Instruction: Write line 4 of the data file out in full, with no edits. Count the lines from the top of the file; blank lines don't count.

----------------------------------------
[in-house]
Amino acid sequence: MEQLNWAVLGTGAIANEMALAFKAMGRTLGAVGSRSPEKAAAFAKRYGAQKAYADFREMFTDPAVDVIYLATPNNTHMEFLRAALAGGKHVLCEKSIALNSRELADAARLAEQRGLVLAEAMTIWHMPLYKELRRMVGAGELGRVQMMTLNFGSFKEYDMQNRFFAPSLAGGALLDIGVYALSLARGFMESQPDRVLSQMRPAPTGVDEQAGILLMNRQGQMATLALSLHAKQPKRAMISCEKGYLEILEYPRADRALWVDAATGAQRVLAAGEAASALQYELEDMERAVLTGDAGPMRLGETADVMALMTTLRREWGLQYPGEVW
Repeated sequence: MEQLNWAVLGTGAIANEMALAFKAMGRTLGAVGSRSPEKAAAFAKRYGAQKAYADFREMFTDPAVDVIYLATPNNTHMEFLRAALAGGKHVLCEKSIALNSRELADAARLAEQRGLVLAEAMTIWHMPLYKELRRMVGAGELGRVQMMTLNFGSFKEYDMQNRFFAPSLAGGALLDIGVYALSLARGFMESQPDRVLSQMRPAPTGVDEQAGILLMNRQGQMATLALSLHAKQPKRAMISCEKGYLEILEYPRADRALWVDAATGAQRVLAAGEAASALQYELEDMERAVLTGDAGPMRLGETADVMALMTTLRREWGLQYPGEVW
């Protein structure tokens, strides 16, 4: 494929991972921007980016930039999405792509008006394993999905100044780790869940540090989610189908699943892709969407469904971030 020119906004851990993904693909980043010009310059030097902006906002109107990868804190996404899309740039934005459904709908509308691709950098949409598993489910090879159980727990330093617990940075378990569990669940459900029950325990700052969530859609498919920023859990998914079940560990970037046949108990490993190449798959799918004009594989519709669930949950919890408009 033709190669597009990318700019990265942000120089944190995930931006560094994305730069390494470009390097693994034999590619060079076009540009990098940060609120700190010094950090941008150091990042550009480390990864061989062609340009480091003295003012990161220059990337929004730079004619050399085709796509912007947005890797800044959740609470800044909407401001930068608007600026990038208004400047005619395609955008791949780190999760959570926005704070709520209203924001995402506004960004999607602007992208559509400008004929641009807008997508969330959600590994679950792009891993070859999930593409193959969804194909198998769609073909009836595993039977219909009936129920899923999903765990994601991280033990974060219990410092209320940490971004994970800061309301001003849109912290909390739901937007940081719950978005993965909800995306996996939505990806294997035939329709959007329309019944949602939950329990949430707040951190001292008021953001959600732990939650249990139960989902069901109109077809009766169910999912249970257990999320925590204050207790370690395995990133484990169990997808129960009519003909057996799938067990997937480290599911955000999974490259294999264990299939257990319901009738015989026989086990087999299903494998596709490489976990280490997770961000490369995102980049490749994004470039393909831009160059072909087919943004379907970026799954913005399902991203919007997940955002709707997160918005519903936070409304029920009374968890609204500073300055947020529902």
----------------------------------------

């Protein structure tokens, strides 16, 4: 494929991972921007980016930039999405792509008006394993999905100044780790869940540090989610189908699943892709969407469904971030 020119906004851990993904693909980043010009310059030097902006906002109107990868804190996404899309740039934005459904709908509308691709950098949409598993489910090879159980727990330093617990940075378990569990669940459900029950325990700052969530859609498919920023859990998914079940560990970037046949108990490993190449798959799918004009594989519709669930949950919890408009 033709190669597009990318700019990265942000120089944190995930931006560094994305730069390494470009390097693994034999590619060079076009540009990098940060609120700190010094950090941008150091990042550009480390990864061989062609340009480091003295003012990161220059990337929004730079004619050399085709796509912007947005890797800044959740609470800044909407401001930068608007600026990038208004400047005619395609955008791949780190999760959570926005704070709520209203924001995402506004960004999607602007992208559509400008004929641009807008997508969330959600590994679950792009891993070859999930593409193959969804194909198998769609073909009836595993039977219909009936129920899923999903765990994601991280033990974060219990410092209320940490971004994970800061309301001003849109912290909390739901937007940081719950978005993965909800995306996996939505990806294997035939329709959007329309019944949602939950329990949430707040951190001292008021953001959600732990939650249990139960989902069901109109077809009766169910999912249970257990999320925590204050207790370690395995990133484990169990997808129960009519003909057996799938067990997937480290599911955000999974490259294999264990299939257990319901009738015989026989086990087999299903494998596709490489976990280490997770961000490369995102980049490749994004470039393909831009160059072909087919943004379907970026799954913005399902991203919007997940955002709707997160918005519903936070409304029920009374968890609204500073300055947020529902």